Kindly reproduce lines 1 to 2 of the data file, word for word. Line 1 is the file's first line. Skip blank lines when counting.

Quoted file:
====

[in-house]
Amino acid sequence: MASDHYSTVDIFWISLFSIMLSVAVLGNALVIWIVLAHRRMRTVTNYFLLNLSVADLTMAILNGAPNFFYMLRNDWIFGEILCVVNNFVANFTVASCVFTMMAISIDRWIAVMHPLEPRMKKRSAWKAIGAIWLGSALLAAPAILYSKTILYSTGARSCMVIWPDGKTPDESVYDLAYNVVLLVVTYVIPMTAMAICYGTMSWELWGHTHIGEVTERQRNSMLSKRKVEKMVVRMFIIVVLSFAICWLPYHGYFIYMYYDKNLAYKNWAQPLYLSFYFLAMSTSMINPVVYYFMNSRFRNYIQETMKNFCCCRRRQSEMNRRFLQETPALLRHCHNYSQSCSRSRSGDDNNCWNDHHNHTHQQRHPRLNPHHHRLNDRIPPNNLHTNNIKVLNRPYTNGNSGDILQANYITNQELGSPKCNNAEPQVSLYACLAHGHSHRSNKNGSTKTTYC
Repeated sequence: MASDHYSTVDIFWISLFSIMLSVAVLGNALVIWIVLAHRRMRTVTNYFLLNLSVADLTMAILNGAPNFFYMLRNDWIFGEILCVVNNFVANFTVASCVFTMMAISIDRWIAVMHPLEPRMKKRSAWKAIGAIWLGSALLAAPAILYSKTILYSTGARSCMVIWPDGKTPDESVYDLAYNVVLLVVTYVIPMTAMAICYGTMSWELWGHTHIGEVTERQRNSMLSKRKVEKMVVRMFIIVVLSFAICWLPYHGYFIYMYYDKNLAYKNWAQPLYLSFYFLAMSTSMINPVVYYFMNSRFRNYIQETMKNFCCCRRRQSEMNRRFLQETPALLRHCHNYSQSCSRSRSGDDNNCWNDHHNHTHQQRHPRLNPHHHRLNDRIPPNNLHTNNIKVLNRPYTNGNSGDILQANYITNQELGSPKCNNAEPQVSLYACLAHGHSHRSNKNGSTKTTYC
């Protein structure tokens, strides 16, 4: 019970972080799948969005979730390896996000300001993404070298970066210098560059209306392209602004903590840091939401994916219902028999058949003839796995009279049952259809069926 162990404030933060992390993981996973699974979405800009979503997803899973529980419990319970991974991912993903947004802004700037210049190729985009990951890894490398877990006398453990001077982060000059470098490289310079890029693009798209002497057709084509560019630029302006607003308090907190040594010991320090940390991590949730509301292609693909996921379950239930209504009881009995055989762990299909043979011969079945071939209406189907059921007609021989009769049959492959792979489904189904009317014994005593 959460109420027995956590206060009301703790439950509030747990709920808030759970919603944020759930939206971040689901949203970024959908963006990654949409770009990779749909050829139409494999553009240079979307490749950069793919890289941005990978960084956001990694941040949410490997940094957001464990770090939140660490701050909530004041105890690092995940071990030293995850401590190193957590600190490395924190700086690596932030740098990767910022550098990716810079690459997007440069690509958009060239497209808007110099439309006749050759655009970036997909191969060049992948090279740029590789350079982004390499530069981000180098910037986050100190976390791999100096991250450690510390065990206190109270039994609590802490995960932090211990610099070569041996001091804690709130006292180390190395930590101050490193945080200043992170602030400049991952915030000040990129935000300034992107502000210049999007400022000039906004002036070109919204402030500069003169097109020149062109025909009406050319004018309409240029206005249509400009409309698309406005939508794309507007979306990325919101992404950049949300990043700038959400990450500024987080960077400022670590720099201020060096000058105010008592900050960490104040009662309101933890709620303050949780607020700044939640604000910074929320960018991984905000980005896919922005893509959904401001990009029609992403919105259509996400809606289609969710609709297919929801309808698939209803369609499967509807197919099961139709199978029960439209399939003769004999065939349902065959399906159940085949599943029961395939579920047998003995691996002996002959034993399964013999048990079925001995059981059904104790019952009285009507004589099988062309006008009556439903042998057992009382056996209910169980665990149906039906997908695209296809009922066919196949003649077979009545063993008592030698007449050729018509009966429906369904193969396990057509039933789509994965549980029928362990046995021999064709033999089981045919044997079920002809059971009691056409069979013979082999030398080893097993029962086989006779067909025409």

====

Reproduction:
[in-house]
Amino acid sequence: MASDHYSTVDIFWISLFSIMLSVAVLGNALVIWIVLAHRRMRTVTNYFLLNLSVADLTMAILNGAPNFFYMLRNDWIFGEILCVVNNFVANFTVASCVFTMMAISIDRWIAVMHPLEPRMKKRSAWKAIGAIWLGSALLAAPAILYSKTILYSTGARSCMVIWPDGKTPDESVYDLAYNVVLLVVTYVIPMTAMAICYGTMSWELWGHTHIGEVTERQRNSMLSKRKVEKMVVRMFIIVVLSFAICWLPYHGYFIYMYYDKNLAYKNWAQPLYLSFYFLAMSTSMINPVVYYFMNSRFRNYIQETMKNFCCCRRRQSEMNRRFLQETPALLRHCHNYSQSCSRSRSGDDNNCWNDHHNHTHQQRHPRLNPHHHRLNDRIPPNNLHTNNIKVLNRPYTNGNSGDILQANYITNQELGSPKCNNAEPQVSLYACLAHGHSHRSNKNGSTKTTYC